B. Analysis and Conclusions
We conclude that the Union fails to establish that the award is deficient.
We disagree with the Union that the Arbitrator found that the agreement vested the Agency with "unlimited authority" to determine the appropriateness of authorizing use of a rental car while attending training. Exceptions at 4. In our view, the Arbitrator recognized that the determination involved the exercise of some discretion and examined the facility manager's testimony as to the reasons he refused to authorize the rental cars to decide whether the exercise of discretion was improper or inappropriate in the circumstances presented. Furthermore, the Union fails to establish that the Arbitrator's denial of the grievance is in any manner contrary to law or regulation.
In contending that the award is deficient, the Union has cited 5 U.S.C. § 5733, which provides: "The travel of an employee shall be by the most expeditious means of transportation practicable and shall be commensurate with the nature and purpose of the duties of the employee requiring such travel." The Union also cites 41 C.F.R. § 301-2.2(b) and § 301-3.2(a), which provide that travel on official business will be by the method most advantageous to the Government with cost and other factors considered and that a rental car will be allowed if authorized or approved as advantageous to the Government. In our view, these provisions provide for the exercise of discretion on the part of the responsible manager in determining whether to authorize or approve the use of a rental car for an employee traveling on official business, and the Union fails to establish that the award sustaining the Agency's refusal to authorize or approve the rental cars is deficient. In terms of this case, the Union has not demonstrated that the cited provisions mandated the authorization of a rental car for each unit employee in the circumstances presented. Thus, we find that the Union fails to establish that the award of the Arbitrator is in any manner contrary to these provisions. See Veterans Administration Hospital, Newington, Connecticut and National Association of Government Employees, Local R1-109, 5 FLRA 64, 66 (1981) (union failed to demonstrate that regulations mandated the remedy desired by the union and consequently failed to demonstrate that the award was in any manner contrary to those regulations).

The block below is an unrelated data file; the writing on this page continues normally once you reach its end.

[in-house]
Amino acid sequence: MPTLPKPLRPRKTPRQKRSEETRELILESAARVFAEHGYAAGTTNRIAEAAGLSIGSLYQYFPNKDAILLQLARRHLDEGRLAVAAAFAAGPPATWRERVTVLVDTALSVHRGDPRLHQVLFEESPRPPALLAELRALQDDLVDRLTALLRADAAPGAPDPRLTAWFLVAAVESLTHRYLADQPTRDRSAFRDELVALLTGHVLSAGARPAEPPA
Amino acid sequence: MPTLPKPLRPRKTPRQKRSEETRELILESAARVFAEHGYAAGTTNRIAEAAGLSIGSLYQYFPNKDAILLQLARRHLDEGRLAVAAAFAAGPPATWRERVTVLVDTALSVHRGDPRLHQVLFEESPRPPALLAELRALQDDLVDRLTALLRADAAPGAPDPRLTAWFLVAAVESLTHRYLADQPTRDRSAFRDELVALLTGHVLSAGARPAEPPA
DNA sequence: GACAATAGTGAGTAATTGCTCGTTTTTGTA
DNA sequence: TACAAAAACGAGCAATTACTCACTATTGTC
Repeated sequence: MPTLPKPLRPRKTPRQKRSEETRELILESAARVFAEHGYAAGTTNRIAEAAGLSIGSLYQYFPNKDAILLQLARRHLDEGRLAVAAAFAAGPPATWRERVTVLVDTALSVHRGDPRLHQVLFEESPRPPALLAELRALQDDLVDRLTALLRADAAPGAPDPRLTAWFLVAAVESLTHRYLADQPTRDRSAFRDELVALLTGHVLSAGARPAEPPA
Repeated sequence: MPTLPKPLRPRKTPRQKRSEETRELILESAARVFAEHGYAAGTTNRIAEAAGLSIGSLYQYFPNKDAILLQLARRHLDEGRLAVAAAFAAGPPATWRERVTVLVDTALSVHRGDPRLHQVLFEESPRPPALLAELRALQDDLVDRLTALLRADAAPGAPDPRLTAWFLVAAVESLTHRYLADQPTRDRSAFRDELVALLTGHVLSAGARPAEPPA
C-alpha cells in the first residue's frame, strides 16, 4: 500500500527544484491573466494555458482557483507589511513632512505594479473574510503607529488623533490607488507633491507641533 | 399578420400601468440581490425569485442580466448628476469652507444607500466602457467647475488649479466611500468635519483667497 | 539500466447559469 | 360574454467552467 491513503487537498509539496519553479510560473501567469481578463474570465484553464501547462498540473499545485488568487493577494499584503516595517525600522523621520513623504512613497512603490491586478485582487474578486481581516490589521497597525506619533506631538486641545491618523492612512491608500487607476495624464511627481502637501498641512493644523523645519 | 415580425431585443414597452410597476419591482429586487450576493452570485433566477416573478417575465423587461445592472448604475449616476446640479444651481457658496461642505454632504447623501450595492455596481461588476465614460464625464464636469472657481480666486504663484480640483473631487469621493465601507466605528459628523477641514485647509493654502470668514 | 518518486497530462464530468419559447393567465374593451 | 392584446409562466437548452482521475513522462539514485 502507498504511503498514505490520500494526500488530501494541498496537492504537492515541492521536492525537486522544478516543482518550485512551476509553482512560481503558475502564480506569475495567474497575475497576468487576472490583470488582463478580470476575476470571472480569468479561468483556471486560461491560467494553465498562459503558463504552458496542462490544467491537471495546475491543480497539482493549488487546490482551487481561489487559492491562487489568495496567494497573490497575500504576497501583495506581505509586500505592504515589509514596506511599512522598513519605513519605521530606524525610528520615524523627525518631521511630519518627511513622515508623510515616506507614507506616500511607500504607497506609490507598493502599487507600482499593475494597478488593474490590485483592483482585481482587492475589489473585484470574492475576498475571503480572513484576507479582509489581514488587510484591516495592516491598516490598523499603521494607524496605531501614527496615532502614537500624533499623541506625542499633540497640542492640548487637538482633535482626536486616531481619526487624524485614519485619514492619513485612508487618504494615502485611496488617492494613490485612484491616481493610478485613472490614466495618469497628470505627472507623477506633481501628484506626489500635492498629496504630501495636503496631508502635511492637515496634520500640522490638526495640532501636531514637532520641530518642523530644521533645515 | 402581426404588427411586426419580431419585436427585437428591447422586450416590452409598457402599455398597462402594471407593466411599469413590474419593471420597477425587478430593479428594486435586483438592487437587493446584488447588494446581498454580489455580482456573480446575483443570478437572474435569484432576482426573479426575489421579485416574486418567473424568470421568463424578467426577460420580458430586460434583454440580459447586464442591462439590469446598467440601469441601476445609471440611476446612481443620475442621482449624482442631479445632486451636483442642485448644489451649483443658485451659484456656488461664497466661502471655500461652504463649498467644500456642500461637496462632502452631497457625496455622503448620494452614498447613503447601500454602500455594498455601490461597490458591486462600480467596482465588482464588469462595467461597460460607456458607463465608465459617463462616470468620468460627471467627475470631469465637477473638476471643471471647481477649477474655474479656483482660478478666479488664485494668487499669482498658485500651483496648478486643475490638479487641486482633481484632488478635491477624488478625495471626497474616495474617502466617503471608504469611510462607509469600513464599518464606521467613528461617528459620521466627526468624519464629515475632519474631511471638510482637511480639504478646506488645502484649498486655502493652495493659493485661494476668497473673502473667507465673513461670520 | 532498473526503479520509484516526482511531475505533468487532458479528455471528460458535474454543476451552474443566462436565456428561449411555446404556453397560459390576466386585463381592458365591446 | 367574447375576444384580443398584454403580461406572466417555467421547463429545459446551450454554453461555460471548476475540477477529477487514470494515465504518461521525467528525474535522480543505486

Accordingly, we will deny this exception.
The Union's exceptions are denied.
(If blank, the decision does not have footnotes.)
*/ In addition, the Agency contends that this issue was not raised at any time before the Arbitrator and that, therefore, the Authority should not consider the issue as a basis for finding the award deficient. We will consider the Union's contention that the award is contrary to law and regulation. In our view, this claim presents the issue of whether the award i